Any city has some sort of identity, but what happens when a city loses that identity? This is something I have always thought and I have always assumed they look to their sports teams for them to identify with, thus the reason for me bringing them up.

By Izzy78 — On Nov 08, 2011

@matthewc23 - I may have to disagree with you on that assumption about Detroit forever being known as the Motor City.

Because of the current state of the automobile industry in Detroit it is not at all a guarantee that there will even be a Ford Motor Company in fifty years. Once the company is gone there is no reason for people to identify with it and over time they will eventually shed their identity and adopt a new one.

This will not happen over night and may even take decades to occur but mark my words it will happen someday. One industry cannot last forever in one area and eventually it will go away and people will think of something else when they mention the name Detroit.

By widget2010 — On Nov 08, 2011

@helene55- I hope so too. I was in Detroit several years ago and it was pretty nice, but I hear it has changed a lot as the US economy as a whole stopped booming, followed by trouble in particular for car companies.

By matthewc23 — On Nov 07, 2011

@jcraig - I completely agree with you and I think there can be even more things added to it.

If you look at the names of most cities, it reflects the identity they have that makes them unique from other cities in the world. Detroit is no different in that for many years Ford Motor Company was the main provider of automobiles in America and that was in reality what most of the economy in the city and the surrounding area was based upon.

Because of the amount of success the Ford Motor Company had, the city of Detroit was able to sustain a phenomenal growth as a city of industry and was able to provide thousands of unskilled labor type jobs to many people.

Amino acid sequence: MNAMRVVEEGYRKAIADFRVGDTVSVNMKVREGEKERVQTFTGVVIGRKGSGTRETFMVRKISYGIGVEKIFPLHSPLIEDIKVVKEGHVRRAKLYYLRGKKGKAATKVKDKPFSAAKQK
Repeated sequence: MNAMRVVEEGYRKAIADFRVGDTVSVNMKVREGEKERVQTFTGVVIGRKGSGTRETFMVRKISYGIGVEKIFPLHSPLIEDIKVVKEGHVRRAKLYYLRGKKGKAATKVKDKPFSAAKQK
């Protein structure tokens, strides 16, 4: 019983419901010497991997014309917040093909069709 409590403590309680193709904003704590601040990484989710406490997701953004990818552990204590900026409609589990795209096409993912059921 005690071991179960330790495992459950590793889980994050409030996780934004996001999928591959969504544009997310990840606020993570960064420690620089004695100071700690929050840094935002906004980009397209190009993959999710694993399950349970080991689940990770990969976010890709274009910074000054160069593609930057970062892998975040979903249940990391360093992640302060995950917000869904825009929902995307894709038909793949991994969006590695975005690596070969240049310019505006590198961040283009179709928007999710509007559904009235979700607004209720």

This one base of operations was such a focus of the people of Detroit that it eventually became the city's identity and what people thought of when you hear the name Detroit.

It is very unfortunate what has happened in the last few years, due to the economy in Detroit, but they always have the chance to rebound. Even if Ford goes under and declares bankruptcy Detroit will still be known as the Motor City.

By helene55 — On Nov 07, 2011

It's unfortunate I think that this city is so dependent on one industry; since several industries in the US have had trouble in recent years, including the automotive industry, it has hurt those places which rely on them, including Detroit. I know switching to a more multitasking economy is hard and slow, but I hope that this can happen in these cities.

By jcraig — On Nov 07, 2011

This article is pretty much straight forward and the explanation to why Detroit is called the Motor City is a simple one. The amount of factories in the area that concerned the automobile industry was incredible and the economy and employment rate in the area was reliant the current state of the automobile industry.

Unfortunately we have seen, starting in the 1980's what happens when a city like Detroit, who is reliant on their automobile industry, outsources jobs or lays off a lot of people. A suburb like Flint became almost a ghetto and had unemployment rates over fifty percent, which is almost impossible to imagine.

Because of the reliance people have on the automobile industry in Detroit in regards to jobs I feel that this is the biggest reason why Detroit is called the Motor City and it is very noticeable today to see the reliance people have on this industry in the city.